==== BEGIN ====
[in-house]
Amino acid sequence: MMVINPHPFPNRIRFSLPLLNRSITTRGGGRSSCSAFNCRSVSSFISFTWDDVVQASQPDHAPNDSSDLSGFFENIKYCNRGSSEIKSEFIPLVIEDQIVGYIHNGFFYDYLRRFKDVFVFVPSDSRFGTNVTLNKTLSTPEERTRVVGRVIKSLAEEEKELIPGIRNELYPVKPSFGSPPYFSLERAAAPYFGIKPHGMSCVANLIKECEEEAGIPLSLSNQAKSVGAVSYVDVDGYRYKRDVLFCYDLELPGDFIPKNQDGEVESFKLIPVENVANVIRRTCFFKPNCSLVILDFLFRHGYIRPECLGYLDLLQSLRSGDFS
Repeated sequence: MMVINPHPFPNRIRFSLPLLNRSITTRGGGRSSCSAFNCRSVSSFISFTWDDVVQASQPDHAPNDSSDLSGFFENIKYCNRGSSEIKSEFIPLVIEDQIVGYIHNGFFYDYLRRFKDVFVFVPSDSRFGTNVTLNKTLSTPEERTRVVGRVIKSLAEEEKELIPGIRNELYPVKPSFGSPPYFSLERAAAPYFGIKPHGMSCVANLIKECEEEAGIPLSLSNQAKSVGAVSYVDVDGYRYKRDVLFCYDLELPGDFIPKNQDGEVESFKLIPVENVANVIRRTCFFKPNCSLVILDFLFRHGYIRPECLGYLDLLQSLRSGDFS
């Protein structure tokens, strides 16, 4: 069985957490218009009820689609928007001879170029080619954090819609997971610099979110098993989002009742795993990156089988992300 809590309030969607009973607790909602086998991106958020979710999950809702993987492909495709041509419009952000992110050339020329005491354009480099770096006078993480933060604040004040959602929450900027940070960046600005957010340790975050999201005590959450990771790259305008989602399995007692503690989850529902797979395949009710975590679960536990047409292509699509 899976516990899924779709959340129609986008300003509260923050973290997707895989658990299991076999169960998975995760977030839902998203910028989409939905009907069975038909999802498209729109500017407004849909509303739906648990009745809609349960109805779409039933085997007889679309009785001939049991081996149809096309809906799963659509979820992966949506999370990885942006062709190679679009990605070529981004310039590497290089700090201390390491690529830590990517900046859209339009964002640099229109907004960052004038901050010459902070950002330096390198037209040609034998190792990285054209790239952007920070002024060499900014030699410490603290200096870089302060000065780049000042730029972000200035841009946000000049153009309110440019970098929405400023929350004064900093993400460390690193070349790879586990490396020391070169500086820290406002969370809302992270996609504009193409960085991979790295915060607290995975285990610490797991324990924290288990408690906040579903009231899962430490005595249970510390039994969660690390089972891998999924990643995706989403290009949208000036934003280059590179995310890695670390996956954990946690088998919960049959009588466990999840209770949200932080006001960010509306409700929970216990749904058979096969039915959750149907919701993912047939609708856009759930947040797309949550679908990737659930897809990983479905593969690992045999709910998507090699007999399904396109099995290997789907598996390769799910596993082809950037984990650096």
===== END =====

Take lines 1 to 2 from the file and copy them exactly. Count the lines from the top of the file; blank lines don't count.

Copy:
[in-house]
Amino acid sequence: MMVINPHPFPNRIRFSLPLLNRSITTRGGGRSSCSAFNCRSVSSFISFTWDDVVQASQPDHAPNDSSDLSGFFENIKYCNRGSSEIKSEFIPLVIEDQIVGYIHNGFFYDYLRRFKDVFVFVPSDSRFGTNVTLNKTLSTPEERTRVVGRVIKSLAEEEKELIPGIRNELYPVKPSFGSPPYFSLERAAAPYFGIKPHGMSCVANLIKECEEEAGIPLSLSNQAKSVGAVSYVDVDGYRYKRDVLFCYDLELPGDFIPKNQDGEVESFKLIPVENVANVIRRTCFFKPNCSLVILDFLFRHGYIRPECLGYLDLLQSLRSGDFS